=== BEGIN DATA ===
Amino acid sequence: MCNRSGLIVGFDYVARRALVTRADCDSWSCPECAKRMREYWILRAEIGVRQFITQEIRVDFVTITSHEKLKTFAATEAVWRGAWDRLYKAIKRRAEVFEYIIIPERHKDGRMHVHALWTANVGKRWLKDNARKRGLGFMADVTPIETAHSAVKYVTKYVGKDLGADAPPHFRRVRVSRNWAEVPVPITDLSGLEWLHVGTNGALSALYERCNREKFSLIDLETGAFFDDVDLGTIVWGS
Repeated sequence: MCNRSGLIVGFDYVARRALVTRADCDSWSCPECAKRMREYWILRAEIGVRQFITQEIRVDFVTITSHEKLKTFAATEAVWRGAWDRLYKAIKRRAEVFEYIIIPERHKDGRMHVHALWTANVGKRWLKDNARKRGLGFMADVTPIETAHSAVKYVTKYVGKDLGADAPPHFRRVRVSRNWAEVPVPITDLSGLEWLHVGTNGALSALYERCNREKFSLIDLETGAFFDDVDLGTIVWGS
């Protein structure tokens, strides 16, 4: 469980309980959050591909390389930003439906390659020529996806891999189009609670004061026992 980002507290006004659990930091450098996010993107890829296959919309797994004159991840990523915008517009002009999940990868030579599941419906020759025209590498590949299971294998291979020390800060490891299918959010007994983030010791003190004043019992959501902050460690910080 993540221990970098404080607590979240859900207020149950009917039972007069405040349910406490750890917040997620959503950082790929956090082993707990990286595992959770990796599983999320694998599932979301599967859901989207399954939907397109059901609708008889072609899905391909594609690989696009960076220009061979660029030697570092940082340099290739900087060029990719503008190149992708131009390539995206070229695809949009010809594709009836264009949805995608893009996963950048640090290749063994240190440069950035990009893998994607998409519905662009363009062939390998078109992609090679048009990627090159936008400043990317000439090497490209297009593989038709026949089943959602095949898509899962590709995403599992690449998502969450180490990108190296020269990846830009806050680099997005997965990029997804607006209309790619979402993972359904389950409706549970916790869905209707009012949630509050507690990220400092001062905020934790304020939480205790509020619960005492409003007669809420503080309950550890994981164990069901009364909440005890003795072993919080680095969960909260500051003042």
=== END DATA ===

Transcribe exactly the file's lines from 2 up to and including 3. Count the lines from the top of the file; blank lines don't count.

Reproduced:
Repeated sequence: MCNRSGLIVGFDYVARRALVTRADCDSWSCPECAKRMREYWILRAEIGVRQFITQEIRVDFVTITSHEKLKTFAATEAVWRGAWDRLYKAIKRRAEVFEYIIIPERHKDGRMHVHALWTANVGKRWLKDNARKRGLGFMADVTPIETAHSAVKYVTKYVGKDLGADAPPHFRRVRVSRNWAEVPVPITDLSGLEWLHVGTNGALSALYERCNREKFSLIDLETGAFFDDVDLGTIVWGS
């Protein structure tokens, strides 16, 4: 469980309980959050591909390389930003439906390659020529996806891999189009609670004061026992 980002507290006004659990930091450098996010993107890829296959919309797994004159991840990523915008517009002009999940990868030579599941419906020759025209590498590949299971294998291979020390800060490891299918959010007994983030010791003190004043019992959501902050460690910080 993540221990970098404080607590979240859900207020149950009917039972007069405040349910406490750890917040997620959503950082790929956090082993707990990286595992959770990796599983999320694998599932979301599967859901989207399954939907397109059901609708008889072609899905391909594609690989696009960076220009061979660029030697570092940082340099290739900087060029990719503008190149992708131009390539995206070229695809949009010809594709009836264009949805995608893009996963950048640090290749063994240190440069950035990009893998994607998409519905662009363009062939390998078109992609090679048009990627090159936008400043990317000439090497490209297009593989038709026949089943959602095949898509899962590709995403599992690449998502969450180490990108190296020269990846830009806050680099997005997965990029997804607006209309790619979402993972359904389950409706549970916790869905209707009012949630509050507690990220400092001062905020934790304020939480205790509020619960005492409003007669809420503080309950550890994981164990069901009364909440005890003795072993919080680095969960909260500051003042």